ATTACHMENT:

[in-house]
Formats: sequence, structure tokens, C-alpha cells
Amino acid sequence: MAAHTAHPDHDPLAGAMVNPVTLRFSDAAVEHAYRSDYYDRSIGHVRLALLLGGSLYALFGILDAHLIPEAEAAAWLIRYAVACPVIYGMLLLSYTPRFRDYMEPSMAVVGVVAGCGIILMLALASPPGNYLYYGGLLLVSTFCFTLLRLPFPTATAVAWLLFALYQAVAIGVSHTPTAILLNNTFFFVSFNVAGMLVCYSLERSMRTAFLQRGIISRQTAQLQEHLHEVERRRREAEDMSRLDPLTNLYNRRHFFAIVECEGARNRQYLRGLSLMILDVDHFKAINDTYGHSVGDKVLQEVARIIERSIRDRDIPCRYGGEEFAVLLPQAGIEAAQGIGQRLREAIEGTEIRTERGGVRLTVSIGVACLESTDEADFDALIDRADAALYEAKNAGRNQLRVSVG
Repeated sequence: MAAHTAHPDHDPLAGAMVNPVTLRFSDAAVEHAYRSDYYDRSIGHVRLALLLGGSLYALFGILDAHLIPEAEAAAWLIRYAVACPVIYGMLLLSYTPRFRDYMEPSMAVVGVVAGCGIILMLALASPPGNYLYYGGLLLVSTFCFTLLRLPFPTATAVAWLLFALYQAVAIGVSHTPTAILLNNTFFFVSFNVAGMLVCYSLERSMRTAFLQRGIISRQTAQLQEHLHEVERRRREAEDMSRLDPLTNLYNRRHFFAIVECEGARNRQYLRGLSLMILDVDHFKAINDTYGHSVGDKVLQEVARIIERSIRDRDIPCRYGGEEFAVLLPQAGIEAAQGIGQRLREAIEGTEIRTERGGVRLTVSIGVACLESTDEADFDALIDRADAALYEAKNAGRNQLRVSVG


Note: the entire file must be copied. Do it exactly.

[in-house]
Formats: sequence, structure tokens, C-alpha cells
Amino acid sequence: MAAHTAHPDHDPLAGAMVNPVTLRFSDAAVEHAYRSDYYDRSIGHVRLALLLGGSLYALFGILDAHLIPEAEAAAWLIRYAVACPVIYGMLLLSYTPRFRDYMEPSMAVVGVVAGCGIILMLALASPPGNYLYYGGLLLVSTFCFTLLRLPFPTATAVAWLLFALYQAVAIGVSHTPTAILLNNTFFFVSFNVAGMLVCYSLERSMRTAFLQRGIISRQTAQLQEHLHEVERRRREAEDMSRLDPLTNLYNRRHFFAIVECEGARNRQYLRGLSLMILDVDHFKAINDTYGHSVGDKVLQEVARIIERSIRDRDIPCRYGGEEFAVLLPQAGIEAAQGIGQRLREAIEGTEIRTERGGVRLTVSIGVACLESTDEADFDALIDRADAALYEAKNAGRNQLRVSVG
Repeated sequence: MAAHTAHPDHDPLAGAMVNPVTLRFSDAAVEHAYRSDYYDRSIGHVRLALLLGGSLYALFGILDAHLIPEAEAAAWLIRYAVACPVIYGMLLLSYTPRFRDYMEPSMAVVGVVAGCGIILMLALASPPGNYLYYGGLLLVSTFCFTLLRLPFPTATAVAWLLFALYQAVAIGVSHTPTAILLNNTFFFVSFNVAGMLVCYSLERSMRTAFLQRGIISRQTAQLQEHLHEVERRRREAEDMSRLDPLTNLYNRRHFFAIVECEGARNRQYLRGLSLMILDVDHFKAINDTYGHSVGDKVLQEVARIIERSIRDRDIPCRYGGEEFAVLLPQAGIEAAQGIGQRLREAIEGTEIRTERGGVRLTVSIGVACLESTDEADFDALIDRADAALYEAKNAGRNQLRVSVG